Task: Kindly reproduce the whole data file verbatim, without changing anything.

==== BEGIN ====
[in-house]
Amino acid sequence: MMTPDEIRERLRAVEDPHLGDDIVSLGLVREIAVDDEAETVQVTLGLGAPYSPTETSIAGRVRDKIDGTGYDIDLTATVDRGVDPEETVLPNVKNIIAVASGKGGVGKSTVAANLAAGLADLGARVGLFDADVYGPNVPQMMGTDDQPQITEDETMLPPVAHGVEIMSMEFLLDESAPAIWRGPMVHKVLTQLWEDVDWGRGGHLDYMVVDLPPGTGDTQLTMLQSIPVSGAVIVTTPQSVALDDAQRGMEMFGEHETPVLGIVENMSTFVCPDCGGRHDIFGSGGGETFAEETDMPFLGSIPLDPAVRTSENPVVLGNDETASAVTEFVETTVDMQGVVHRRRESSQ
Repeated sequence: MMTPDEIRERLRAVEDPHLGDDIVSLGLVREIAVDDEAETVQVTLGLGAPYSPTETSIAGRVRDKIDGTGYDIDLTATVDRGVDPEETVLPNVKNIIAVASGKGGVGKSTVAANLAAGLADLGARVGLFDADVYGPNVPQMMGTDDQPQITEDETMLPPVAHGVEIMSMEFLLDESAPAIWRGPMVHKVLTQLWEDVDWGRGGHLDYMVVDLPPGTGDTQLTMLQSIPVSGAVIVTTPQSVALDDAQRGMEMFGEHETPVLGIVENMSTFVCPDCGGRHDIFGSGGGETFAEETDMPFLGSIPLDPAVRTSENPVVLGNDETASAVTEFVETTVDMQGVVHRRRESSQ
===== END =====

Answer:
[in-house]
Amino acid sequence: MMTPDEIRERLRAVEDPHLGDDIVSLGLVREIAVDDEAETVQVTLGLGAPYSPTETSIAGRVRDKIDGTGYDIDLTATVDRGVDPEETVLPNVKNIIAVASGKGGVGKSTVAANLAAGLADLGARVGLFDADVYGPNVPQMMGTDDQPQITEDETMLPPVAHGVEIMSMEFLLDESAPAIWRGPMVHKVLTQLWEDVDWGRGGHLDYMVVDLPPGTGDTQLTMLQSIPVSGAVIVTTPQSVALDDAQRGMEMFGEHETPVLGIVENMSTFVCPDCGGRHDIFGSGGGETFAEETDMPFLGSIPLDPAVRTSENPVVLGNDETASAVTEFVETTVDMQGVVHRRRESSQ
Repeated sequence: MMTPDEIRERLRAVEDPHLGDDIVSLGLVREIAVDDEAETVQVTLGLGAPYSPTETSIAGRVRDKIDGTGYDIDLTATVDRGVDPEETVLPNVKNIIAVASGKGGVGKSTVAANLAAGLADLGARVGLFDADVYGPNVPQMMGTDDQPQITEDETMLPPVAHGVEIMSMEFLLDESAPAIWRGPMVHKVLTQLWEDVDWGRGGHLDYMVVDLPPGTGDTQLTMLQSIPVSGAVIVTTPQSVALDDAQRGMEMFGEHETPVLGIVENMSTFVCPDCGGRHDIFGSGGGETFAEETDMPFLGSIPLDPAVRTSENPVVLGNDETASAVTEFVETTVDMQGVVHRRRESSQ